May 12, 2002


McCain Switch? Please. (David S. Broder, May 12, 2002, )
[I]t does amaze me to see this lively, gutsy and quirky man, one of the most useful members of the Senate, who has never given anyone reason to doubt his fidelity to his principles or his party, become the target of an attempted political kidnapping by prematurely pessimistic liberals. [...]

Those who really know McCain know better. Mark Salter, a senior staffer who shared the writing duties on McCain's most recent book and drafts most of his speeches, said to me, "He supports stem cell and fetal tissue research, but he is pro-life. The minute he says, 'I was pro-life, but not any longer,' it's over." In other words, his credibility -- his greatest asset -- would be gone.

David Broder is revered as the dean of American political writers, but he must have slept through the last few years if he genuinely believes what he says above. First of all, it has been widely reported that John McCain negotiated with the Democrats to switch parties and swing the Senate to them, before Jim Jeffords out-traitored him. Second, Senator McCain spent the entire presidential primary of 2000 ditching his conservative principles. Of course, he'd already launched an attack on the First Amendment with his "campaign finance reform" proposals, which he made the centerpiece of his campaign. But he also curried favor with the Left on various other issues, from gay rights to abortion. As I recall, at one point he'd played so much footsie with the pro-choicers that he actually had to make public statements saying that he hadn't abandoned the pro-life position. Being forced to reign yourself in because of the dynamics of your own party's internal politics is hardly the same as a principled commitment to an issue. He's been even worse since, supporting things like gun control and expanded federal health care coverage and actually voting against the Bush tax cut. It's not readily apparent that he has any conservative core beliefs left that are uncompromised. Why not switch parties?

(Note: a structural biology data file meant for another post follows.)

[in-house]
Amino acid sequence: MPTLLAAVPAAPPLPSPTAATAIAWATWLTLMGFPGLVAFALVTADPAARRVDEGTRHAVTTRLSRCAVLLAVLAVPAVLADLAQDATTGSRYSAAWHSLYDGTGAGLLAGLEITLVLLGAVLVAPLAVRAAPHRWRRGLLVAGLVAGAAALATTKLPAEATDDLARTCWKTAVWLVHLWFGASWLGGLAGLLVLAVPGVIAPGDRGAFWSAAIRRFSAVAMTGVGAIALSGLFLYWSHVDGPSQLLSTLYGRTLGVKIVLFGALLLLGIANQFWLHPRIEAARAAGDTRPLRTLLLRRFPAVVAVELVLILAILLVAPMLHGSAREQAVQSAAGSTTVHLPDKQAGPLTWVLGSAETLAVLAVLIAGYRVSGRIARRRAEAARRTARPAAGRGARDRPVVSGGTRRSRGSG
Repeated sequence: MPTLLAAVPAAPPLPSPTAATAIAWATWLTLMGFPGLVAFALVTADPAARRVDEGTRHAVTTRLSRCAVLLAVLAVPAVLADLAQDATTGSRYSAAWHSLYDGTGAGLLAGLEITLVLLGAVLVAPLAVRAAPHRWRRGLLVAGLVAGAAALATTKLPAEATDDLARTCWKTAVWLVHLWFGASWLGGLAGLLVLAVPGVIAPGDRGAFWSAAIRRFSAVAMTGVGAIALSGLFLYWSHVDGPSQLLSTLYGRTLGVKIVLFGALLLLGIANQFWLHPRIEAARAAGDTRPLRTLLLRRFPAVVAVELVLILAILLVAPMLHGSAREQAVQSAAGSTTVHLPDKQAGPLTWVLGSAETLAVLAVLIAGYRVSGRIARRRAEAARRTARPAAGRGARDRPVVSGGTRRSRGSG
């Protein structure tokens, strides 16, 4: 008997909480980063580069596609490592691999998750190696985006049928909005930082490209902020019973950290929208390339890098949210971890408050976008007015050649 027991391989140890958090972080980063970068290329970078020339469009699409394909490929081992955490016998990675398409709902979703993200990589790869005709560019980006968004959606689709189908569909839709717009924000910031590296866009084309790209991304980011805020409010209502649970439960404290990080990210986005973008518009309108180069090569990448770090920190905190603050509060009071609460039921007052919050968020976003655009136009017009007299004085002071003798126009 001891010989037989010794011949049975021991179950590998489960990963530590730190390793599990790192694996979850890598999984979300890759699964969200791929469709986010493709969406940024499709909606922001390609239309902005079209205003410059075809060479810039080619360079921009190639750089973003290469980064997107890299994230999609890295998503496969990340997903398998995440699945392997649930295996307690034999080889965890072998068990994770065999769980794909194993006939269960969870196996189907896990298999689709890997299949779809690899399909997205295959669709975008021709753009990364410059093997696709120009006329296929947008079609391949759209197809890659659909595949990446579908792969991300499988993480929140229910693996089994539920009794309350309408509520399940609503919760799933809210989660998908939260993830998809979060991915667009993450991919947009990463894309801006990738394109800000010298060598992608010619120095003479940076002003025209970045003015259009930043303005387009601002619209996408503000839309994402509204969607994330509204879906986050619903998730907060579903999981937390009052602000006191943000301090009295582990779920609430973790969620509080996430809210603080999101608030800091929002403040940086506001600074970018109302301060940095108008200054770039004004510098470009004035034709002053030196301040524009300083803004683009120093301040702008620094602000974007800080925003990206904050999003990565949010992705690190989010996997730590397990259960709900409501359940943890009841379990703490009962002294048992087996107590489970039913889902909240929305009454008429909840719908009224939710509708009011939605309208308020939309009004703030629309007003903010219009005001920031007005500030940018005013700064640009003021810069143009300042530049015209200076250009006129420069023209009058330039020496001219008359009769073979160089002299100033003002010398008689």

Mr. Broder's point about the danger of altering his position on abortion is even more perplexing. After all, if McCain ran as a pro-choice Democrat, he'd be up against two other candidates who had similar conversion experiences when it came time to seek the nomination : Dick Gephardt and Al Gore. Both had sterling pro-life records until ambition got the better of their consciences. A third, Joe Lieberman, maintains a pro-choice position despite the fact that his own religion forbids it. Who's going to call John McCain a hypocrite? Al Sharpton?

Posted by Orrin Judd at May 12, 2002 3:15 PM
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